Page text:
They are even bound, and labelled.
Although I've been thinking that it's time to stop repeating myself, it hasn't quite happened yet. I made these Kandinsky-inspired shrink plastic 'bumps' when I was doing City & Guilds, but never used them. I came across them when I was looking for something else (story of my life really) and decided their repetitious time had come.
This was inspired by some bedtime reading. In Moyra McNeill's book on drawn thread embroidery, she suggests màking slits in non-fraying fabrics like felt or Vilene, and working drawn thread stitches through the slits. It sounded repetitious to me, so here is an apped photo of the wrong side of a stained glass window at Salisbury Cathedral, printed on Tyvek. I cut it and worked twisted border stitch using lace instead of thread - photos before and after ironing. I've got some Evolon, felt and PVC lined up for similar treatment, though probably without the ironing.
However, I have moved on from repetitions. During another bit of bedtime reading, Fibrefusion's 'Beyond Boundaries', I came across a recipe for papier mâché you can stitch into, using muslin and abaca paper. Ah, paper tubes! (Maybe I am being repetitious?)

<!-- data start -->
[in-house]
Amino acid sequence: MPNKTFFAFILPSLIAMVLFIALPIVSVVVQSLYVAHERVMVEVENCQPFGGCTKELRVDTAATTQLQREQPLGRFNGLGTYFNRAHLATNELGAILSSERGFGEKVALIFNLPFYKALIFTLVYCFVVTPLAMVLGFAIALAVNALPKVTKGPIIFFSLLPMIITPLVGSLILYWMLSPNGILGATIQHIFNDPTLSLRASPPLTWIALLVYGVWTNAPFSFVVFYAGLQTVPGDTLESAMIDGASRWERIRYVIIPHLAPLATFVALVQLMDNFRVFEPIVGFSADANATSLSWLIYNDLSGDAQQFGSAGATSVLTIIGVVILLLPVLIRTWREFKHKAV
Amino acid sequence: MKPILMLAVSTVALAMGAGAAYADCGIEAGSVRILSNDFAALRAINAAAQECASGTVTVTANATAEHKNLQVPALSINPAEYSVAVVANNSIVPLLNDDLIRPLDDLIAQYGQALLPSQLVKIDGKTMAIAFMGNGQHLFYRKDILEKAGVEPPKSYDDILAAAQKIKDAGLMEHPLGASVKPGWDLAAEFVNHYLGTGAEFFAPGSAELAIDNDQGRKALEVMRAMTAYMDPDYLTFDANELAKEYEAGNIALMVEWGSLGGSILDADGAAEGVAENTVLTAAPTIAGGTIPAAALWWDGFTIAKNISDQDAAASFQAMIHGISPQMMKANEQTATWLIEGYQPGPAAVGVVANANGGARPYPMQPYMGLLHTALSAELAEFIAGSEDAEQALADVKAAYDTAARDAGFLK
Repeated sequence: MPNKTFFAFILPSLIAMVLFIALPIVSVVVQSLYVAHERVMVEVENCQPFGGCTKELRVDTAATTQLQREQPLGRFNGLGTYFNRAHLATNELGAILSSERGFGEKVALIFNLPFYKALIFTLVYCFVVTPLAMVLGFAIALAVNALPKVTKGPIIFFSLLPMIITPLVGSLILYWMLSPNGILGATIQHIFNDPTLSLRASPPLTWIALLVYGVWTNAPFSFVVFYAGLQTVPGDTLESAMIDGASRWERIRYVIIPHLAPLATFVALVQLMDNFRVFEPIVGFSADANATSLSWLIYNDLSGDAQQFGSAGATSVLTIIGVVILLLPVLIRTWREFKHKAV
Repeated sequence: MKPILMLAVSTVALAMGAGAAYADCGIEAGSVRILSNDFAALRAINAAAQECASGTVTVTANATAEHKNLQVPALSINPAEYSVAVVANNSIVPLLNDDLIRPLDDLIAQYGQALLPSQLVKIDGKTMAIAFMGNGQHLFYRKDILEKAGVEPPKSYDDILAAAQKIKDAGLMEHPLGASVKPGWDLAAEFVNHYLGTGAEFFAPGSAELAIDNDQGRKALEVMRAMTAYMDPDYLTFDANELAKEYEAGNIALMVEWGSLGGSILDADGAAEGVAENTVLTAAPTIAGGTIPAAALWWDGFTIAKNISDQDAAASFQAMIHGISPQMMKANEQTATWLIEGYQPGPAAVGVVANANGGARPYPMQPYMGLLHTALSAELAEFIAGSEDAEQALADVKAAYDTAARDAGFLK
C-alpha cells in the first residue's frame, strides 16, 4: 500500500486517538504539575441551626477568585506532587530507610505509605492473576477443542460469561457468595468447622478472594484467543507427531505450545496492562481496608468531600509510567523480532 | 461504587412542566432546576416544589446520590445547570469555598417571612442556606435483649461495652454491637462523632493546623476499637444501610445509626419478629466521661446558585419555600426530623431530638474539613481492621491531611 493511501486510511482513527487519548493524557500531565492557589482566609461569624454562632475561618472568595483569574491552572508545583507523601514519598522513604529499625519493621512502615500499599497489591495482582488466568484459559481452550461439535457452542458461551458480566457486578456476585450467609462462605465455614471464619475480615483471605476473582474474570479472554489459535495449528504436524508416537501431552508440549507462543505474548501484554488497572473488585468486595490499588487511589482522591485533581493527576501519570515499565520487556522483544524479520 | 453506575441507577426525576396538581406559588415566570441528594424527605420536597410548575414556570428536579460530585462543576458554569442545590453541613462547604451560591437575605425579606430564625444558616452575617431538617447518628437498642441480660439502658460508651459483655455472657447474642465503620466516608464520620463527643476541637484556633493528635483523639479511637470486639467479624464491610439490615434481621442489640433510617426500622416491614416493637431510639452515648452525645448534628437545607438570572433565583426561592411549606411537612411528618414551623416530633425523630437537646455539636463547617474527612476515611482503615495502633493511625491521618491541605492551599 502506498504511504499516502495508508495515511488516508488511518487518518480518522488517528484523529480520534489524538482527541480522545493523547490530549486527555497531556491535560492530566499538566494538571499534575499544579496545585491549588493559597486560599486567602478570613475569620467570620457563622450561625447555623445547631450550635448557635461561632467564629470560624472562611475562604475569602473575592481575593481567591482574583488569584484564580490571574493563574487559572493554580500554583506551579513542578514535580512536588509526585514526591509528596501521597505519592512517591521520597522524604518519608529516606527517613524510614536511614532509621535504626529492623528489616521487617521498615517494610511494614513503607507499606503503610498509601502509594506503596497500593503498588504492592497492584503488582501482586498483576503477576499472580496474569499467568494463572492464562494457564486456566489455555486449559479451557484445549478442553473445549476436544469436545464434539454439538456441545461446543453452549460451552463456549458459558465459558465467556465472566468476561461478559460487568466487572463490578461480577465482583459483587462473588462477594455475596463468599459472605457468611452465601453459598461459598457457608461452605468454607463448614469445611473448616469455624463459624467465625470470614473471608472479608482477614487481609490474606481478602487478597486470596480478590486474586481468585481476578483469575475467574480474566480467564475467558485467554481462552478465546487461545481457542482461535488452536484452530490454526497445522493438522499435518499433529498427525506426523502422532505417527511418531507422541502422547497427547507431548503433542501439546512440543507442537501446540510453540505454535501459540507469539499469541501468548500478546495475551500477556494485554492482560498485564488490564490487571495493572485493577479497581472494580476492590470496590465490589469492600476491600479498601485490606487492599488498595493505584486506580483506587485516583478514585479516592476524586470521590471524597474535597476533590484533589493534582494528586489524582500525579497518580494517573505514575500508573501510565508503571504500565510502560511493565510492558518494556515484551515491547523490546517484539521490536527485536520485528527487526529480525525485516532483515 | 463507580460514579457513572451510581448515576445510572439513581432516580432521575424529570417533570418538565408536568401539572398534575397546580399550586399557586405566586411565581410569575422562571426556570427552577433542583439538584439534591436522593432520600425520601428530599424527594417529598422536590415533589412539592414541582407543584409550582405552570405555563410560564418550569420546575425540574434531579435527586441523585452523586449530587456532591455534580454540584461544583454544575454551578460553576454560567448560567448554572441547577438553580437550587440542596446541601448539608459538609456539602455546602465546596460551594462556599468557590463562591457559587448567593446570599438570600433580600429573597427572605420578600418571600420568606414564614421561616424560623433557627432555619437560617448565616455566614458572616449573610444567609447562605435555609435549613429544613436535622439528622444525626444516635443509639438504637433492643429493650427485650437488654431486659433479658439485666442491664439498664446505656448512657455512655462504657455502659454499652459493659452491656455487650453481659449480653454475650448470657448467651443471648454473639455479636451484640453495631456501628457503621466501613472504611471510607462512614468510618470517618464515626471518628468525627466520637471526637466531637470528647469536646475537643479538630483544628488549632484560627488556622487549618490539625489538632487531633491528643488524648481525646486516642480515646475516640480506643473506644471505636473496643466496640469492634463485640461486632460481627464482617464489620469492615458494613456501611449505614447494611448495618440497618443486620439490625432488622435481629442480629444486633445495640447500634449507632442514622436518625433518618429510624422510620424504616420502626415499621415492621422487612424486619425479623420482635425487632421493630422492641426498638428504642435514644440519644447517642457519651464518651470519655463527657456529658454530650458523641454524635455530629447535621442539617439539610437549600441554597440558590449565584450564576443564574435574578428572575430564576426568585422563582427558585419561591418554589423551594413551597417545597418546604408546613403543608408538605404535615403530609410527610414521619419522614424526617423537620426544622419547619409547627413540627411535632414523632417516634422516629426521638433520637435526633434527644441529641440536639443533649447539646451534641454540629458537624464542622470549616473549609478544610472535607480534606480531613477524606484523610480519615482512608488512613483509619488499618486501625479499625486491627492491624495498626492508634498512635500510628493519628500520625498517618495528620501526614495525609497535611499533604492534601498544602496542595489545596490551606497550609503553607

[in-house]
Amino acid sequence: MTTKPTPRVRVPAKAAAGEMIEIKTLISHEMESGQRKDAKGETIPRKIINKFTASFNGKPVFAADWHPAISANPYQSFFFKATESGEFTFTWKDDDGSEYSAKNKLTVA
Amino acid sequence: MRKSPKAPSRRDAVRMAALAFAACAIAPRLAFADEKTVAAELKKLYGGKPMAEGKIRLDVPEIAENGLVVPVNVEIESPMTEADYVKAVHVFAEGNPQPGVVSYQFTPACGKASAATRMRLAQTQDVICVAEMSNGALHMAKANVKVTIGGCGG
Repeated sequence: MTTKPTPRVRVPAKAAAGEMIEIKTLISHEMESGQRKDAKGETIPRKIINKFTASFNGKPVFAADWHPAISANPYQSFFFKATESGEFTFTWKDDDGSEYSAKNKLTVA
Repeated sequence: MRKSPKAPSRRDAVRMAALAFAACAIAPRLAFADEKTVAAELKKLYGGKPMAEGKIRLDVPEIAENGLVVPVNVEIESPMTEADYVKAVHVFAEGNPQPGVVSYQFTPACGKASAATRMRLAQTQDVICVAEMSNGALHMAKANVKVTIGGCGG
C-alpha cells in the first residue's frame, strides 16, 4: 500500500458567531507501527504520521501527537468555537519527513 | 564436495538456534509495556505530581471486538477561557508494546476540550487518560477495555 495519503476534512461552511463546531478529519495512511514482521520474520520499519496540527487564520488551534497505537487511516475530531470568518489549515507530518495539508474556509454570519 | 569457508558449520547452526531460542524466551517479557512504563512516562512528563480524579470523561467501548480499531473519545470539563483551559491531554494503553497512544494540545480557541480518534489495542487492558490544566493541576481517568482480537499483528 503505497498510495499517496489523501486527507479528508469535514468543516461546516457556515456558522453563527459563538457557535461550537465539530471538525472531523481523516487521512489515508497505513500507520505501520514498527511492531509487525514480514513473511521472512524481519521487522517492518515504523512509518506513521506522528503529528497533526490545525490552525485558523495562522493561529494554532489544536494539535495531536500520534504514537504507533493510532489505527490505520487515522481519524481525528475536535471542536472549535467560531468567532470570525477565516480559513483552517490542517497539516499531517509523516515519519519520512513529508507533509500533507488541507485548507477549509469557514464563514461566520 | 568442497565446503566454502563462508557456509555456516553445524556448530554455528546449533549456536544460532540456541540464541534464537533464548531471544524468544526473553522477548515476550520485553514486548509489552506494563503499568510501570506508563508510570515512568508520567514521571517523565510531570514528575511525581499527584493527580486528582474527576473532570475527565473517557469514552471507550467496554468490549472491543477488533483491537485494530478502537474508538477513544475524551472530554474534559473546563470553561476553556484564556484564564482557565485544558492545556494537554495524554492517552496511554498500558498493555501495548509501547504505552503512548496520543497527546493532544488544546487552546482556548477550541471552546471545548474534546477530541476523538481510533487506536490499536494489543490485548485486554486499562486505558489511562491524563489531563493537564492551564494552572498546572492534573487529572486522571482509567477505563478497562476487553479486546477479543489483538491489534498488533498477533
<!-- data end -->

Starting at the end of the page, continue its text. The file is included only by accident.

This is my first attempt. The odd colour is because I was using up some brown abaca. The bandaged appearance is because I got bored with wrestling with wallpaper paste and little scraps of musin and resorted to strips. I didn't take a 'before' picture but Wensleydale said it looked like a bleeding stump.
As you can see, you can stitch into it, although it helps if you make the cylinder big enough to get your hand into. The odd pattern is because I ran the couching along the edges of th
e bandage muslin.
Today I got a bit carried away. The one on the left is abaca and muslin, the one on the right is brown paper and muslin. Now I have to wait about 24 hours for them to be dry enough to bring into the house, and another 24 for them to dry out properly. Good job I've got some undrawn thread work to do.
Obviously I haven't given up repeating myself at all!